STORRS, Conn. -- As the final seconds ticked off the clock of the Papajohns.com Bowl in January, the Connecticut Huskies began looking toward the future.
"We were already thinking about first game of  against Michigan and who we'd have coming back," running back Jordan Todman said.
Spring optimism has never run higher in Storrs since UConn joined the FBS level in 2002. The Huskies finished last season on a four-game winning streak, including a 20-7 victory over South Carolina in that bowl game. Their five losses last year came by a total of 15 points. Eight starters return on both offense and defense, along with a host of improving young players.
But while the Huskies eagerly look forward, they also won't forget the past. The story of their 2009 season wasn't that they went 8-5. It was how they dealt with the tragedy of losing starting cornerback Jasper Howard in the middle of the year.
The memory of Howard, who was stabbed to death on campus the night of the Oct. 17 Louisville game, hovers constantly on the players' minds. A large display of Howard's image greets visitors to the Burton Family Football Complex. Howard's locker, complete with the possessions he left in it, remains preserved and will be so until the end of this year, when he would have graduated.
After Thursday's practice, a former player presented the team with a stained glass window depicting a football with Howard's name and number. The players applauded when they saw the window and immediately started offering suggestions for where it should be placed.
The pain has lessened with time. What has endured is inspiration and compassion.
"We came together and bonded as a team, and Jazz would have wanted that," quarterback Zach Frazer said. "We worked harder and came in this year with more motivation. We're all pretty close now. We get on each other if we're not doing the right things, but then we get together and hang out, have a barbecue or something."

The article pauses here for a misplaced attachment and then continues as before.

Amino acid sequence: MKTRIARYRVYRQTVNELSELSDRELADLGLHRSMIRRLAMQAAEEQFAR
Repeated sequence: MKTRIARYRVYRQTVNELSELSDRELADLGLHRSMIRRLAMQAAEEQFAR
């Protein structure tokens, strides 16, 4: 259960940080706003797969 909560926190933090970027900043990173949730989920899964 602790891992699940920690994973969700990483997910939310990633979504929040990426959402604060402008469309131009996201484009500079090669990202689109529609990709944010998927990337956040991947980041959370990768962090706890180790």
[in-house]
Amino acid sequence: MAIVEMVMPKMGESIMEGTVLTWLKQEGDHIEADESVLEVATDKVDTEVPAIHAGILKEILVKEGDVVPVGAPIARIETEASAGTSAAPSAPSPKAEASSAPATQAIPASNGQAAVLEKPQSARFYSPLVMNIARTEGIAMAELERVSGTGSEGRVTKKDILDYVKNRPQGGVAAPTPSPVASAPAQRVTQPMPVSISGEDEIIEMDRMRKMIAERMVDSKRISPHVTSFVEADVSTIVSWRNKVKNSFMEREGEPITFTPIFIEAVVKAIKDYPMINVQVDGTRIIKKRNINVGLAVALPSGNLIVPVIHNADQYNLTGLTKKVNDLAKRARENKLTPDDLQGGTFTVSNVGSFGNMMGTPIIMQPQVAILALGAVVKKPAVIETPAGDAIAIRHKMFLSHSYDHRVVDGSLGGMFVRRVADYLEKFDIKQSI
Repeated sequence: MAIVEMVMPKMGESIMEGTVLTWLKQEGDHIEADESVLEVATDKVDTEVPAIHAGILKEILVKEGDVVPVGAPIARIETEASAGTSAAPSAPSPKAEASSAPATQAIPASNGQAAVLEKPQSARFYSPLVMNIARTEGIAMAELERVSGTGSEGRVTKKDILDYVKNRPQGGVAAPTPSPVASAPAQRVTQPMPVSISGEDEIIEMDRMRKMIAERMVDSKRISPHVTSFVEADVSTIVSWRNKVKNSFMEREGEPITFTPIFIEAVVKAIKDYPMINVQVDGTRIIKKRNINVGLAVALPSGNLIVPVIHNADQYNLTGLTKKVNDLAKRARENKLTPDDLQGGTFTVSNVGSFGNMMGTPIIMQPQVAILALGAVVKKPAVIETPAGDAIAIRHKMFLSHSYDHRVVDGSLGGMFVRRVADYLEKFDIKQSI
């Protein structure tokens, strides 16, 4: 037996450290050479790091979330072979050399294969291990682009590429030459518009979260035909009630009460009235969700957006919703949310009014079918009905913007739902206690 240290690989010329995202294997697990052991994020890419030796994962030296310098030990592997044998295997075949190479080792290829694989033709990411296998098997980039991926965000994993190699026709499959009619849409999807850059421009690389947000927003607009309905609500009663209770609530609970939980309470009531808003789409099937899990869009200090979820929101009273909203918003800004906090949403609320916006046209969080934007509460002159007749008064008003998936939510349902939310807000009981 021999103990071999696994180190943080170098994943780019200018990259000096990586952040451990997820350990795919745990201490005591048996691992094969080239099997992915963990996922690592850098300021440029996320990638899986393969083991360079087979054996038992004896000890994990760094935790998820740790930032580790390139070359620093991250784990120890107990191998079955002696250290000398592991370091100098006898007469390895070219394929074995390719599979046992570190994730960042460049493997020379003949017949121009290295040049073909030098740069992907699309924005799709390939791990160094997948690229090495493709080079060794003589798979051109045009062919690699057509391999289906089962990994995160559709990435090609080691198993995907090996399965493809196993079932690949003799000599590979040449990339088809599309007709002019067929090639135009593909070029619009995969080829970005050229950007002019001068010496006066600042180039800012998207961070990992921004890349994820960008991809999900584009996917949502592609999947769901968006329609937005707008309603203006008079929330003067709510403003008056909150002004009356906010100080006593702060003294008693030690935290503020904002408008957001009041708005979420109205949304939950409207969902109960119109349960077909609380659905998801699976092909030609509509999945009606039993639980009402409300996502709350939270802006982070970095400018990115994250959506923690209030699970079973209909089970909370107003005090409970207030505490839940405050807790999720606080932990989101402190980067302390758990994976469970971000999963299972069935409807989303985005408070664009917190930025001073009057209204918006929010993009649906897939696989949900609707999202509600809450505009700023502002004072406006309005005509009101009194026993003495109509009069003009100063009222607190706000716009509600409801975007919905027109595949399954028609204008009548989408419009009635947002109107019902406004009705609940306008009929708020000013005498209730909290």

Coach Randy Edsall, whose poise and grace in guiding his team through the adversity won national respect, said he noticed players grow and mature toward the end of last season. No longer were they hanging out with just their position groups or guys from their hometown. The whole team was spending time and talking with one another, and the approach to offseason workouts took a more serious tone.
"We're all brothers now," Todman said.
The players who changed the most, Edsall said, were the ones closest to Howard. Receiver Kashif Moore held Howard as he bled from the stab wound before the ambulance arrived. Moore emerged as a key playmaker late last season and has been one of the offensive stars of the spring.
"He was my best friend," Moore said. "When I'd go home for the weekend or the summer, he'd come with me. My family was his and his family was mine.
"I think about that every day, and I come out and try to play well in honor of him."
The Huskies can think of no better way to honor Howard than to turn in a banner year in what would have been his senior season. They appear to have enough talent and depth to challenge for the Big East title.
Though still thought of as a conservative offense, UConn embraced the no-huddle attack last season and finished as the Big East's second-best passing team while averaging 40.8 points in the final four regular season games. Frazer is back under center after hitting his stride late in the year, and Todman returns following an 1,188-yard season. The defense features a pair of fourth-year starters at linebacker in Scott Lutrus and Lawrence Wilson, who led the Big East in tackles a year ago.
There are pressing issues in the secondary, but Edsall's practice of redshirting as many freshmen as possible has resulted in a team that's two- and even three-deep at many spots.
"This is probably the first spring that we've had this kind of depth, this kind of competition in my 12 years here," Edsall says.
So the future looks promising. And the Huskies race into it while always remembering the past.